Monitoring of a SharePoint On-Premises solution also helps to identify critical features that should be available in the migrated cloud solution. At this stage, employees from different departments and specializations should collaborate to voice their needs. It will help IT specialists to understand if they have to extend the migrated solution with additional features to address employees’ daily working needs.

Objective 3. To improve SharePoint UI and UX

User adoption is a frequent challenge for many SharePoint owners, so migration is your chance to work on it. Employees’ feedback can help the tech team to understand what UI and UX issues exist in the current solution and then think how to avoid them in the new solution.

Objective 4. To determine the approach to sensitive data management

As it was already said, data management and administration issues can be critical if you consider SharePoint migration to the cloud. That’s why collaborating with end-users, IT specialists should understand if all the corporate data can be moved to the cloud or it’s reasonable to leave sensitive data on-premises. This may change the migration scenario completely and will make SharePoint developers consider a hybrid approach.

Objective 5. To implement optimal collaboration tools

While migrating to Office 365, you will have to decide what collaboration tools will suit your business needs and collaboration style best. This choice can be crucial for the migration process. For example, if a team uses a SharePoint on-premises team site, but now wants to use Microsoft Teams, developers will have to offer a feasible way of migrating the existing content and adapt new collaboration tools at the same time.

Post-migration collaboration is important too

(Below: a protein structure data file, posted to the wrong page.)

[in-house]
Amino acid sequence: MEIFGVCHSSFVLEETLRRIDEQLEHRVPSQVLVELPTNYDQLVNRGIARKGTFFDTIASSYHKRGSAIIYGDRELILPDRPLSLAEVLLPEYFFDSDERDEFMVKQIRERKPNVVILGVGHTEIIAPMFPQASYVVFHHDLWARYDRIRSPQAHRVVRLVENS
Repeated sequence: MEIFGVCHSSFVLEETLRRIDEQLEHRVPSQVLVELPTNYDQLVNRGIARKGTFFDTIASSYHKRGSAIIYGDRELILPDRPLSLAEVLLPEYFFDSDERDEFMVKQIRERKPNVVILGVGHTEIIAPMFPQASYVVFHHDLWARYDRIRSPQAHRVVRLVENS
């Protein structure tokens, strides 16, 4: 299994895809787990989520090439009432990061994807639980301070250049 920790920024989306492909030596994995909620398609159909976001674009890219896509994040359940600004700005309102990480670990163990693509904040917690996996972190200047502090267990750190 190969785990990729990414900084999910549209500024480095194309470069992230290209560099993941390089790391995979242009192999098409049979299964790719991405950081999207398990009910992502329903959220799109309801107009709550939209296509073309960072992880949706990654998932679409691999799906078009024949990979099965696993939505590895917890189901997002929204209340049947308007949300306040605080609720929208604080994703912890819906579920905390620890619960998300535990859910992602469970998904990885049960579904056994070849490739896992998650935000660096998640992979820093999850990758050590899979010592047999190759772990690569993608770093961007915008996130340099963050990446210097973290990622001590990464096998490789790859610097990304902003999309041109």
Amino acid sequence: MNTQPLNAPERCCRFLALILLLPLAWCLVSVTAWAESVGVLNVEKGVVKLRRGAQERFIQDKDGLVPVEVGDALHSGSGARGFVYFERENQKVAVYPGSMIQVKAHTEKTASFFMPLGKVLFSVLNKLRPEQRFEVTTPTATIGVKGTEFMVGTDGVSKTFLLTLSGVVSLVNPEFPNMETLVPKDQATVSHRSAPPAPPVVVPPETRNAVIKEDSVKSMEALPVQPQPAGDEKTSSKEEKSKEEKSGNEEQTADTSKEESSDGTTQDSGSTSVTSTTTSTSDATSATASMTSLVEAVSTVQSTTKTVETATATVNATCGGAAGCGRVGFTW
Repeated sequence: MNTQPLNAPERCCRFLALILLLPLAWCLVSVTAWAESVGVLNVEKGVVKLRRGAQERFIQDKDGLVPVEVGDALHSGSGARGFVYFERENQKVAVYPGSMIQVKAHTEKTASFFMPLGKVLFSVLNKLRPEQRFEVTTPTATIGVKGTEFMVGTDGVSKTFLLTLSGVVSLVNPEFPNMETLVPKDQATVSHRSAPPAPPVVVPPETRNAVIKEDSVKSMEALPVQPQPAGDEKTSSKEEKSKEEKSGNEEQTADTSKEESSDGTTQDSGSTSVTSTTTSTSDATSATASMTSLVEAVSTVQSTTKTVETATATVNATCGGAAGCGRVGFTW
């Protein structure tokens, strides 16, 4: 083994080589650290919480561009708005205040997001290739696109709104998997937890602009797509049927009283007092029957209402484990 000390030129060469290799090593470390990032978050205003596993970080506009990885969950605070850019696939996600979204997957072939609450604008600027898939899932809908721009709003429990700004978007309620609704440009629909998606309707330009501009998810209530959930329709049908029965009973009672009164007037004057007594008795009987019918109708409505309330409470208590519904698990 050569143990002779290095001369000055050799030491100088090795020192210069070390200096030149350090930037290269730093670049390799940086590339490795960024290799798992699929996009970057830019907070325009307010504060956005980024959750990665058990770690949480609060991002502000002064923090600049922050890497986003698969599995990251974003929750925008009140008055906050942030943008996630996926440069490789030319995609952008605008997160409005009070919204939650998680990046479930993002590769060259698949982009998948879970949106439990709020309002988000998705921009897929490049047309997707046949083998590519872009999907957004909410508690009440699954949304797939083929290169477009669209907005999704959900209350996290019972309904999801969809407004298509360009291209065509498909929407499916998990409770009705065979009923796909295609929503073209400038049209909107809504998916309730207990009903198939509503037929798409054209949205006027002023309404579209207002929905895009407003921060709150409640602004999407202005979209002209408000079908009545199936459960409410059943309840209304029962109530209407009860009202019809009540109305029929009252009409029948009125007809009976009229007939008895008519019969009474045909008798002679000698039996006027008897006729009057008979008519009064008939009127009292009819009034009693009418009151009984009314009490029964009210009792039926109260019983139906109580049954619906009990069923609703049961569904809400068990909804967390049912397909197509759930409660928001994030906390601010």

Collaboration with end-users is also required in the post-migration period for educational purposes. Your IT department or third-party SharePoint consultants can carry out dedicated training sessions to present the migrated solution and show employees how to use it effectively. During training sessions, it is recommended to:

  • Make sure that employees understand SharePoint Online and Office 365 clearly, and know how to use each particular feature.
  • Explain to employees how to manage team sites and other collaboration tools to support productive and secure teamwork.
  • Define SharePoint Online and Office 365 security rules especially if employees collaborate with external users actively, and add them to collaboration groups.
  • Show how to use the solution on mobile devices so that employees can stay productive even if they aren’t in the office.

It’s all about improving SharePoint user adoption

The AIIM report mentioned above provides an interesting fact: speaking about lessons learned during their SharePoint projects, 68% of respondents said that for SharePoint projects to be successful, they shouldn’t be left to IT only. While this stats touches SharePoint implementation mostly, it can be spread to SharePoint migration projects, especially if we consider how challenging it is for end-users to benefit from a migrated solution.

A collaborative style of SharePoint migration can become an essential step to get a higher user adoption of the migrated solution and make it really popular among employees. It will also help employees to better understand SharePoint’s advantages, get a grasp of all the platform’s benefits and stay satisfied with the solution they use.